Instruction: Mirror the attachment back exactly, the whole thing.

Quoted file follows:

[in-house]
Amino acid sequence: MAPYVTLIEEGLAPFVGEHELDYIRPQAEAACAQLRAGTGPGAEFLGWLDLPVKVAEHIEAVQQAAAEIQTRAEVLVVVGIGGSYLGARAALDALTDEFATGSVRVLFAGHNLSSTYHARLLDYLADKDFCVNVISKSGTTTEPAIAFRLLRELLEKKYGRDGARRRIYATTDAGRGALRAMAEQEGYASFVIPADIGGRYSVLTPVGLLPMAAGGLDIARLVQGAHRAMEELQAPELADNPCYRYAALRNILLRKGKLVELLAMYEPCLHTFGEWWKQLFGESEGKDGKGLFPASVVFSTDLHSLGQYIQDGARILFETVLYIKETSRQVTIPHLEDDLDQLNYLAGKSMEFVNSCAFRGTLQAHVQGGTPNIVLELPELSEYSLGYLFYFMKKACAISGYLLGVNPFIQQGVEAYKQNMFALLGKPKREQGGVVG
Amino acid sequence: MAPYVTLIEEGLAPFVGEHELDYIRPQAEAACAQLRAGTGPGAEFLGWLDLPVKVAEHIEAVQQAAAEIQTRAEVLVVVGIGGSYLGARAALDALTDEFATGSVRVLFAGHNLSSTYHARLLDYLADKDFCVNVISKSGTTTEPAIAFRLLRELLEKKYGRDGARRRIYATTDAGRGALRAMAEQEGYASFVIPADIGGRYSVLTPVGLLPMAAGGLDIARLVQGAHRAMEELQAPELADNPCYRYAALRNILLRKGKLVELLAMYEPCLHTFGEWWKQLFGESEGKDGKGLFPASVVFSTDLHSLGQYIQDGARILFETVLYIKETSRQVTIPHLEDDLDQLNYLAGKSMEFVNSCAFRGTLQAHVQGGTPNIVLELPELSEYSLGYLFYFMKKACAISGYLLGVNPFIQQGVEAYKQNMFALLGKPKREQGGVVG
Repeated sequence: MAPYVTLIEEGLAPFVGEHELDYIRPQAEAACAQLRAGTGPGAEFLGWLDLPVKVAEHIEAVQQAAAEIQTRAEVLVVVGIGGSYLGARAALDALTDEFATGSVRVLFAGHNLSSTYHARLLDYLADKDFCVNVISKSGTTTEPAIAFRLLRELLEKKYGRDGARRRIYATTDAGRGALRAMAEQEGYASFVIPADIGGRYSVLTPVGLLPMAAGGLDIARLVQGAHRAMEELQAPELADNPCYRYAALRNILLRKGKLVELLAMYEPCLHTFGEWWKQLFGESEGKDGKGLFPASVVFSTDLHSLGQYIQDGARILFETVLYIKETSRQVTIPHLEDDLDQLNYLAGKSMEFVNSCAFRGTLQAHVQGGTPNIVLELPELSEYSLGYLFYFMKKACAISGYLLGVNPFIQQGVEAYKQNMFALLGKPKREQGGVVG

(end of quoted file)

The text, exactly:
[in-house]
Amino acid sequence: MAPYVTLIEEGLAPFVGEHELDYIRPQAEAACAQLRAGTGPGAEFLGWLDLPVKVAEHIEAVQQAAAEIQTRAEVLVVVGIGGSYLGARAALDALTDEFATGSVRVLFAGHNLSSTYHARLLDYLADKDFCVNVISKSGTTTEPAIAFRLLRELLEKKYGRDGARRRIYATTDAGRGALRAMAEQEGYASFVIPADIGGRYSVLTPVGLLPMAAGGLDIARLVQGAHRAMEELQAPELADNPCYRYAALRNILLRKGKLVELLAMYEPCLHTFGEWWKQLFGESEGKDGKGLFPASVVFSTDLHSLGQYIQDGARILFETVLYIKETSRQVTIPHLEDDLDQLNYLAGKSMEFVNSCAFRGTLQAHVQGGTPNIVLELPELSEYSLGYLFYFMKKACAISGYLLGVNPFIQQGVEAYKQNMFALLGKPKREQGGVVG
Amino acid sequence: MAPYVTLIEEGLAPFVGEHELDYIRPQAEAACAQLRAGTGPGAEFLGWLDLPVKVAEHIEAVQQAAAEIQTRAEVLVVVGIGGSYLGARAALDALTDEFATGSVRVLFAGHNLSSTYHARLLDYLADKDFCVNVISKSGTTTEPAIAFRLLRELLEKKYGRDGARRRIYATTDAGRGALRAMAEQEGYASFVIPADIGGRYSVLTPVGLLPMAAGGLDIARLVQGAHRAMEELQAPELADNPCYRYAALRNILLRKGKLVELLAMYEPCLHTFGEWWKQLFGESEGKDGKGLFPASVVFSTDLHSLGQYIQDGARILFETVLYIKETSRQVTIPHLEDDLDQLNYLAGKSMEFVNSCAFRGTLQAHVQGGTPNIVLELPELSEYSLGYLFYFMKKACAISGYLLGVNPFIQQGVEAYKQNMFALLGKPKREQGGVVG
Repeated sequence: MAPYVTLIEEGLAPFVGEHELDYIRPQAEAACAQLRAGTGPGAEFLGWLDLPVKVAEHIEAVQQAAAEIQTRAEVLVVVGIGGSYLGARAALDALTDEFATGSVRVLFAGHNLSSTYHARLLDYLADKDFCVNVISKSGTTTEPAIAFRLLRELLEKKYGRDGARRRIYATTDAGRGALRAMAEQEGYASFVIPADIGGRYSVLTPVGLLPMAAGGLDIARLVQGAHRAMEELQAPELADNPCYRYAALRNILLRKGKLVELLAMYEPCLHTFGEWWKQLFGESEGKDGKGLFPASVVFSTDLHSLGQYIQDGARILFETVLYIKETSRQVTIPHLEDDLDQLNYLAGKSMEFVNSCAFRGTLQAHVQGGTPNIVLELPELSEYSLGYLFYFMKKACAISGYLLGVNPFIQQGVEAYKQNMFALLGKPKREQGGVVG